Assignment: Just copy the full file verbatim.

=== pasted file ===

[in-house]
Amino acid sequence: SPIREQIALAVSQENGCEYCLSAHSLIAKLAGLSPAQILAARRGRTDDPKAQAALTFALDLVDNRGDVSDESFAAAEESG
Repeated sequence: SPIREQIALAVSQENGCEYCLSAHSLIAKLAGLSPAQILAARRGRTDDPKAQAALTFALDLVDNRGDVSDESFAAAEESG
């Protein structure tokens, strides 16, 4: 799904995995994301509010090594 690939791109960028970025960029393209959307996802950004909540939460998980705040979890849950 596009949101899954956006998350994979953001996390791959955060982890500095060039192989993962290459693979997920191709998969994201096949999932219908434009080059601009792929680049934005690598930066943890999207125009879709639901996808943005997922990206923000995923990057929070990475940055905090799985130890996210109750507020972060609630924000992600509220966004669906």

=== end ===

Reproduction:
[in-house]
Amino acid sequence: SPIREQIALAVSQENGCEYCLSAHSLIAKLAGLSPAQILAARRGRTDDPKAQAALTFALDLVDNRGDVSDESFAAAEESG
Repeated sequence: SPIREQIALAVSQENGCEYCLSAHSLIAKLAGLSPAQILAARRGRTDDPKAQAALTFALDLVDNRGDVSDESFAAAEESG
């Protein structure tokens, strides 16, 4: 799904995995994301509010090594 690939791109960028970025960029393209959307996802950004909540939460998980705040979890849950 596009949101899954956006998350994979953001996390791959955060982890500095060039192989993962290459693979997920191709998969994201096949999932219908434009080059601009792929680049934005690598930066943890999207125009879709639901996808943005997922990206923000995923990057929070990475940055905090799985130890996210109750507020972060609630924000992600509220966004669906």